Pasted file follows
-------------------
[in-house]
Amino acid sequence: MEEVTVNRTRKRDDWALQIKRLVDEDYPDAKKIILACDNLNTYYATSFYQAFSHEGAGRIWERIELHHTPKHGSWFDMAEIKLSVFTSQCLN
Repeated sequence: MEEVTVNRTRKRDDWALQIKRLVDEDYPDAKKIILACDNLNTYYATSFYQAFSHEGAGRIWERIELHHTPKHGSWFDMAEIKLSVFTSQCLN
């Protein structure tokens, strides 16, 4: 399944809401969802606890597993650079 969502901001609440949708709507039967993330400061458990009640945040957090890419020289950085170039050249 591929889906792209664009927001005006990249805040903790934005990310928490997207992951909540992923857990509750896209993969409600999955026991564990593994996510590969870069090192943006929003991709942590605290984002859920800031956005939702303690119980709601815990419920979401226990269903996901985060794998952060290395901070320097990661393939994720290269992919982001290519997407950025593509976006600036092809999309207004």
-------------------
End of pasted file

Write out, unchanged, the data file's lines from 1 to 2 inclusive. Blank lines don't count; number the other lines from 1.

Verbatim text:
[in-house]
Amino acid sequence: MEEVTVNRTRKRDDWALQIKRLVDEDYPDAKKIILACDNLNTYYATSFYQAFSHEGAGRIWERIELHHTPKHGSWFDMAEIKLSVFTSQCLN